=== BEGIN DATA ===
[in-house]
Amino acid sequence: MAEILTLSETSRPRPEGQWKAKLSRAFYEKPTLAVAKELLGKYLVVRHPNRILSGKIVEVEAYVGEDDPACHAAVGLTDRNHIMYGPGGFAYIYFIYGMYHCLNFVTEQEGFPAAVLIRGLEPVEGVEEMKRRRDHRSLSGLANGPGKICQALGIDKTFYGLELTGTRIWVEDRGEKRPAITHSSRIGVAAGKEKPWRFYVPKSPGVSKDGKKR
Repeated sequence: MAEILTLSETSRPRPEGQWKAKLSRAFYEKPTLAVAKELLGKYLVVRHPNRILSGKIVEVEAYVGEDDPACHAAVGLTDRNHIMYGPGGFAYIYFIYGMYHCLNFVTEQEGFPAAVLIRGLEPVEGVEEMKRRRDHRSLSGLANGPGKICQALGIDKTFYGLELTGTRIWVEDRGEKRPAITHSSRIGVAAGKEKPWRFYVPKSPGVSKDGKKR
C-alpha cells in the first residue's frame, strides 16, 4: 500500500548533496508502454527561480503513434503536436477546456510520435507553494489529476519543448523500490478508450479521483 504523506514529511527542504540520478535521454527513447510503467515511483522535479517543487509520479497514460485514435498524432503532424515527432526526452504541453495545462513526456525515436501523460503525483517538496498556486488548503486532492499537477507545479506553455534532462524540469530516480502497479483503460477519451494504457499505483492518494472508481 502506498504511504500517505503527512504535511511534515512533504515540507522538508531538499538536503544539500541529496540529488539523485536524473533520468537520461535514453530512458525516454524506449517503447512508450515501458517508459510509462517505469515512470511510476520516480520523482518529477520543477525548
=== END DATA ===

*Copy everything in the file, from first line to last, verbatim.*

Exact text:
[in-house]
Amino acid sequence: MAEILTLSETSRPRPEGQWKAKLSRAFYEKPTLAVAKELLGKYLVVRHPNRILSGKIVEVEAYVGEDDPACHAAVGLTDRNHIMYGPGGFAYIYFIYGMYHCLNFVTEQEGFPAAVLIRGLEPVEGVEEMKRRRDHRSLSGLANGPGKICQALGIDKTFYGLELTGTRIWVEDRGEKRPAITHSSRIGVAAGKEKPWRFYVPKSPGVSKDGKKR
Repeated sequence: MAEILTLSETSRPRPEGQWKAKLSRAFYEKPTLAVAKELLGKYLVVRHPNRILSGKIVEVEAYVGEDDPACHAAVGLTDRNHIMYGPGGFAYIYFIYGMYHCLNFVTEQEGFPAAVLIRGLEPVEGVEEMKRRRDHRSLSGLANGPGKICQALGIDKTFYGLELTGTRIWVEDRGEKRPAITHSSRIGVAAGKEKPWRFYVPKSPGVSKDGKKR
C-alpha cells in the first residue's frame, strides 16, 4: 500500500548533496508502454527561480503513434503536436477546456510520435507553494489529476519543448523500490478508450479521483 504523506514529511527542504540520478535521454527513447510503467515511483522535479517543487509520479497514460485514435498524432503532424515527432526526452504541453495545462513526456525515436501523460503525483517538496498556486488548503486532492499537477507545479506553455534532462524540469530516480502497479483503460477519451494504457499505483492518494472508481 502506498504511504500517505503527512504535511511534515512533504515540507522538508531538499538536503544539500541529496540529488539523485536524473533520468537520461535514453530512458525516454524506449517503447512508450515501458517508459510509462517505469515512470511510476520516480520523482518529477520543477525548